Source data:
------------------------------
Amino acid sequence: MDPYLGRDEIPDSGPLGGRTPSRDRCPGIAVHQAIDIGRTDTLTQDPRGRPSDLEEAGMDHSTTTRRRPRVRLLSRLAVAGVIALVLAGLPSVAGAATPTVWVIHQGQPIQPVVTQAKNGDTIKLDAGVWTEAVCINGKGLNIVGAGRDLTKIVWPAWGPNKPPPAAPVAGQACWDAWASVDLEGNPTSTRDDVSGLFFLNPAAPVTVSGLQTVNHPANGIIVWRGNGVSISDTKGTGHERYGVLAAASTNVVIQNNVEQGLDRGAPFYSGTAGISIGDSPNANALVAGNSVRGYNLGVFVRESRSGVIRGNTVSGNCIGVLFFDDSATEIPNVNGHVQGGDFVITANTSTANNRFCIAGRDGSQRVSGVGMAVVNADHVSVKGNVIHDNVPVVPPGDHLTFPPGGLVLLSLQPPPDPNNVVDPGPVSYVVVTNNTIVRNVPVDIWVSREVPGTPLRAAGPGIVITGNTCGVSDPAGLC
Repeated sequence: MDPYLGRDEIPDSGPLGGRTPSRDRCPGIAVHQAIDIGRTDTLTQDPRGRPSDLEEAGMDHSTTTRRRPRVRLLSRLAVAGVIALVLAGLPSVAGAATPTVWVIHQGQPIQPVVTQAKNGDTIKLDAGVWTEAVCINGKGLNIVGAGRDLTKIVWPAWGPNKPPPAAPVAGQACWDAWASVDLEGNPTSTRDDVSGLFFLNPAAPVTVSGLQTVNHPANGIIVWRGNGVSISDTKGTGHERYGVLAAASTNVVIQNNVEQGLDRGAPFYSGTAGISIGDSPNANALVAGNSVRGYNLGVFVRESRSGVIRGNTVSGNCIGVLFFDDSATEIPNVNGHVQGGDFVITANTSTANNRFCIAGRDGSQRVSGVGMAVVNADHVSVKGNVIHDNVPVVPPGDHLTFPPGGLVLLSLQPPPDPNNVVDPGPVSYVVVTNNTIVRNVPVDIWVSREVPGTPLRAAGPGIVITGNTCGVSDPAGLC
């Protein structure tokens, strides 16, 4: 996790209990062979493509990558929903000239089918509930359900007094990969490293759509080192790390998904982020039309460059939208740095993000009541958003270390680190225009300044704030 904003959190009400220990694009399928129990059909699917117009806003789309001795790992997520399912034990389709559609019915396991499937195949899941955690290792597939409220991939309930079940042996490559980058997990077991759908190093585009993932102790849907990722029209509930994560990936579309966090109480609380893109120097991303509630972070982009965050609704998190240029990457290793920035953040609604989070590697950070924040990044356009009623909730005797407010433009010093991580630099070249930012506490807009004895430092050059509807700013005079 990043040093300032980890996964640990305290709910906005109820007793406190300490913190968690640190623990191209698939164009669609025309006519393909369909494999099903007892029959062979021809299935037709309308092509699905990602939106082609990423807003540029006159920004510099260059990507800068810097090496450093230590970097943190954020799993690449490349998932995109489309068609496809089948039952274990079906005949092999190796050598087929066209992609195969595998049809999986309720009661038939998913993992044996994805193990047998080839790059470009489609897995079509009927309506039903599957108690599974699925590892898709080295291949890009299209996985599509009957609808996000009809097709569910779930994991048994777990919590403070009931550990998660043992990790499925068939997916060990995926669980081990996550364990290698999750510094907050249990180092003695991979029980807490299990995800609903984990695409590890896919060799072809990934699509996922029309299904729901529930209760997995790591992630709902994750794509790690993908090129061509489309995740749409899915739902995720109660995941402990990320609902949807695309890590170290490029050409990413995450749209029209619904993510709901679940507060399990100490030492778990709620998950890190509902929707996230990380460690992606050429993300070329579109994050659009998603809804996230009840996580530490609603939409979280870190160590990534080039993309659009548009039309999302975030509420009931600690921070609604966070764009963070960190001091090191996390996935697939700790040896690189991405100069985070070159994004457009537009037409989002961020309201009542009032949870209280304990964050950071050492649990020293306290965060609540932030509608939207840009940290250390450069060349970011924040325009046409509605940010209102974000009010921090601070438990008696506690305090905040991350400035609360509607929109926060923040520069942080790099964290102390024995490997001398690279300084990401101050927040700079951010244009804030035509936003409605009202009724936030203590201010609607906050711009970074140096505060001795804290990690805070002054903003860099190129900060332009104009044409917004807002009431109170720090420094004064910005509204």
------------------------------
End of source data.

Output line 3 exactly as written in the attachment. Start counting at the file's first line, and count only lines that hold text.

């Protein structure tokens, strides 16, 4: 996790209990062979493509990558929903000239089918509930359900007094990969490293759509080192790390998904982020039309460059939208740095993000009541958003270390680190225009300044704030 904003959190009400220990694009399928129990059909699917117009806003789309001795790992997520399912034990389709559609019915396991499937195949899941955690290792597939409220991939309930079940042996490559980058997990077991759908190093585009993932102790849907990722029209509930994560990936579309966090109480609380893109120097991303509630972070982009965050609704998190240029990457290793920035953040609604989070590697950070924040990044356009009623909730005797407010433009010093991580630099070249930012506490807009004895430092050059509807700013005079 990043040093300032980890996964640990305290709910906005109820007793406190300490913190968690640190623990191209698939164009669609025309006519393909369909494999099903007892029959062979021809299935037709309308092509699905990602939106082609990423807003540029006159920004510099260059990507800068810097090496450093230590970097943190954020799993690449490349998932995109489309068609496809089948039952274990079906005949092999190796050598087929066209992609195969595998049809999986309720009661038939998913993992044996994805193990047998080839790059470009489609897995079509009927309506039903599957108690599974699925590892898709080295291949890009299209996985599509009957609808996000009809097709569910779930994991048994777990919590403070009931550990998660043992990790499925068939997916060990995926669980081990996550364990290698999750510094907050249990180092003695991979029980807490299990995800609903984990695409590890896919060799072809990934699509996922029309299904729901529930209760997995790591992630709902994750794509790690993908090129061509489309995740749409899915739902995720109660995941402990990320609902949807695309890590170290490029050409990413995450749209029209619904993510709901679940507060399990100490030492778990709620998950890190509902929707996230990380460690992606050429993300070329579109994050659009998603809804996230009840996580530490609603939409979280870190160590990534080039993309659009548009039309999302975030509420009931600690921070609604966070764009963070960190001091090191996390996935697939700790040896690189991405100069985070070159994004457009537009037409989002961020309201009542009032949870209280304990964050950071050492649990020293306290965060609540932030509608939207840009940290250390450069060349970011924040325009046409509605940010209102974000009010921090601070438990008696506690305090905040991350400035609360509607929109926060923040520069942080790099964290102390024995490997001398690279300084990401101050927040700079951010244009804030035509936003409605009202009724936030203590201010609607906050711009970074140096505060001795804290990690805070002054903003860099190129900060332009104009044409917004807002009431109170720090420094004064910005509204």